National Parks in the South East
The United States has been preserving National Parks, Historical Monuments and Battlefields for over one hundred years. In 2015, it was estimated that over 100 million people visited National Parks in the US (statista.com). These parks are often a huge bang for the buck while traveling and wanting to understand the history or natural wonders of an area. On our road trip, we have already been to five locations and at each spot, the kids participated in the Junior Ranger Program and earned a badge (i.e. free souvenir).
Exploring these locations was been an exciting part of our trip. If you have a child entering fourth grade, if you are a senior citizen, handicapped or a disabled veteran you may qualify to gain free or reduced rates at these National Landmarks. So grab a water bottle (because it gets hot), some sturdy shoes and your sense of adventure and get ready to learn!
Most of my life I have wanted to go to New Orleans and so it was fitting that our first big adventure of this trip was a morning trip into the French Quarter. It was busy, hot and the parking was not cheap ($18 for two hours!). So, we wanted to do as much as possible. We started at the New Orleans Jazz Historic park, which isn’t far from Cafe DuMonde’ and the St. Louis Cathedral. They have free music programs throughout the day and as you enter the square where the offices are located local Jazz Musicians are playing. You get all of the feel good, deep south #NOLA vibes. Their Junior Ranger Program wasn’t very intensive and within an hour we had grabbed beignets and headed through Jefferson Square to St. Louis Cathedral. We definitely got the experience of New Orleans packed into that two hour day trip and the kids had earned their badge!
What was interesting was that we were also able to see and learn a lot as we headed in and out of New Orleans. We had prepared by reading an “I Survived” book about Hurricane Katrina. This book took my kids through a first person narrative of the events surrounding Hurricane Katrina. This made Lake Pontchartrain very real to them. They were amazed that so many of the old buildings had survived in the French Quarter, but they could see others that were not nearly as lucky from the highway as we left town.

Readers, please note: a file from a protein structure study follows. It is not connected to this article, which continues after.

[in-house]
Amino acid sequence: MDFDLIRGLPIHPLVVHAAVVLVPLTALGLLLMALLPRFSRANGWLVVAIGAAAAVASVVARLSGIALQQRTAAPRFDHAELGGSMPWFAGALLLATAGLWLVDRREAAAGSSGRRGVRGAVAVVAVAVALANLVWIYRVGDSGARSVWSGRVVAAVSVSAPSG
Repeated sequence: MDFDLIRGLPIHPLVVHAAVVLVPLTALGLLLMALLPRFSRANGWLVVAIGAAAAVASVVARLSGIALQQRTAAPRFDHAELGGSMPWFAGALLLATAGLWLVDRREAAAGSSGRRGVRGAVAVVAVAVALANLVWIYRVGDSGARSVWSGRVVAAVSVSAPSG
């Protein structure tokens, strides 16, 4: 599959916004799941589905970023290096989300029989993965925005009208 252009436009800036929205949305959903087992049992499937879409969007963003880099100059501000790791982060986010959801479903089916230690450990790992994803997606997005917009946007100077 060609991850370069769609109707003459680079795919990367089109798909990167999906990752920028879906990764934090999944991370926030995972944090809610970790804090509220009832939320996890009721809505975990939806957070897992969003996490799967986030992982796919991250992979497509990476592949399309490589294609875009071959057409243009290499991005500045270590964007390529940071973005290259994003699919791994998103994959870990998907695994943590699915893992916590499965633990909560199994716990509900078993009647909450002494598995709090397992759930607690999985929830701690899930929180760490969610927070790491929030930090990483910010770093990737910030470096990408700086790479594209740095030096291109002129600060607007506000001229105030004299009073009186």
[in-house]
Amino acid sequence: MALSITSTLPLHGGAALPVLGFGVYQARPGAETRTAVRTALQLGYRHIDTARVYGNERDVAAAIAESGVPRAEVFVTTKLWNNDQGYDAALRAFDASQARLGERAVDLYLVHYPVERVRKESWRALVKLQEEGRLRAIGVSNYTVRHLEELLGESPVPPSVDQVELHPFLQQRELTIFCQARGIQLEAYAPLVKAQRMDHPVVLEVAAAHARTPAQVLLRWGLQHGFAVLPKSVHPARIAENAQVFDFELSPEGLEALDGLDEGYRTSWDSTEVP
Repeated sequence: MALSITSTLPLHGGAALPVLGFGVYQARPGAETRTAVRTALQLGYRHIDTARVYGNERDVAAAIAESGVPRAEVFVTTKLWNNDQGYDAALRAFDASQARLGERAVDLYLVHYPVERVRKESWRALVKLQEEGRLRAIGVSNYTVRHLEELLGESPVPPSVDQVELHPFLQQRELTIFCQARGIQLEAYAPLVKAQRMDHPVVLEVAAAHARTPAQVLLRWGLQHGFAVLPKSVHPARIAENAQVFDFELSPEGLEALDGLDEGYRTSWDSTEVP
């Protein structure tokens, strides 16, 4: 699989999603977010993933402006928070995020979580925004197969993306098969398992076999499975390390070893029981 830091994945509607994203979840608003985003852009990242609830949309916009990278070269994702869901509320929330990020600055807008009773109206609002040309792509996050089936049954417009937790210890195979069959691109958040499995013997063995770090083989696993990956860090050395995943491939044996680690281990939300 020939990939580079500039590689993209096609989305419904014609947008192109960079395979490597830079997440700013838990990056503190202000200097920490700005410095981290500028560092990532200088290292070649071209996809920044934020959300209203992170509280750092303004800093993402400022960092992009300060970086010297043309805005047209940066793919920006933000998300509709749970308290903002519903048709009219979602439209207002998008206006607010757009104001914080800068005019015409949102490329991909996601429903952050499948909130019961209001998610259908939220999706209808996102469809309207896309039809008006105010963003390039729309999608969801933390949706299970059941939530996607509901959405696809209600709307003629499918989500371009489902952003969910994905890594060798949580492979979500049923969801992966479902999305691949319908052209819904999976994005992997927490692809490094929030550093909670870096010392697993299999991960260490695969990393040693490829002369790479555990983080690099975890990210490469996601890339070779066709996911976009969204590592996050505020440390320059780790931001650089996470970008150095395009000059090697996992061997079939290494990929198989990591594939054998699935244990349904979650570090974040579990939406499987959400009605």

This monument charges a pretty hefty fee for adults 15 and older. However, the amount of historical information you get and the experience makes it the perfect place for a family to explore. Everybody gets in for the price of Mom and Dad (and paid parking, which was reasonable). This monument is well kept and often has living history exhibits to really engage children. The Junior Ranger program they offer is phenomenal as well. It isn’t air conditioned, but being built out of limestone it isn’t miserably hot even in the June heat. We were able to see replicas of soldiers from different eras but what was really interesting was the life size canvases of different historical figures who passed through the Castillo. It was incredible and so informative!
St. Augustine is rich in history and we easily could have stayed for several days and explored. As it was just a day trip, the Castillo was our main focus. However, we walked up and down the streets in Old St. Augustine and explored the Basilica. The Basilica’s docents were very well informed and taught our kids about how the rock for the walls was quarried.
Our summer adventure has been amazing… Next up, we will share a bit about Charleston and the adventures we found there.
Meanwhile, have you joined Global Learn Day? The big adventure happens this October so be sure to join the voyage!